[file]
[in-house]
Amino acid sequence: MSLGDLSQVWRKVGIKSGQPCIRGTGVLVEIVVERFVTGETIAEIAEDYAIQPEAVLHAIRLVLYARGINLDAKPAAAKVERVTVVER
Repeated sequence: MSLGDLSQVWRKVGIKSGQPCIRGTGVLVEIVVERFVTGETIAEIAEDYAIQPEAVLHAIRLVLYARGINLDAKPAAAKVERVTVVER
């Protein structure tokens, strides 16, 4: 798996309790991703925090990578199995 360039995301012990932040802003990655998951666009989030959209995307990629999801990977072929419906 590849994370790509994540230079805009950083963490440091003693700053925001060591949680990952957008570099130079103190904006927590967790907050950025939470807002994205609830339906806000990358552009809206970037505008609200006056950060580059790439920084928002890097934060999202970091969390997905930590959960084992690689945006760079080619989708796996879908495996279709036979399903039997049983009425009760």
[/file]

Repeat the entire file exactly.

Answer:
[in-house]
Amino acid sequence: MSLGDLSQVWRKVGIKSGQPCIRGTGVLVEIVVERFVTGETIAEIAEDYAIQPEAVLHAIRLVLYARGINLDAKPAAAKVERVTVVER
Repeated sequence: MSLGDLSQVWRKVGIKSGQPCIRGTGVLVEIVVERFVTGETIAEIAEDYAIQPEAVLHAIRLVLYARGINLDAKPAAAKVERVTVVER
């Protein structure tokens, strides 16, 4: 798996309790991703925090990578199995 360039995301012990932040802003990655998951666009989030959209995307990629999801990977072929419906 590849994370790509994540230079805009950083963490440091003693700053925001060591949680990952957008570099130079103190904006927590967790907050950025939470807002994205609830339906806000990358552009809206970037505008609200006056950060580059790439920084928002890097934060999202970091969390997905930590959960084992690689945006760079080619989708796996879908495996279709036979399903039997049983009425009760």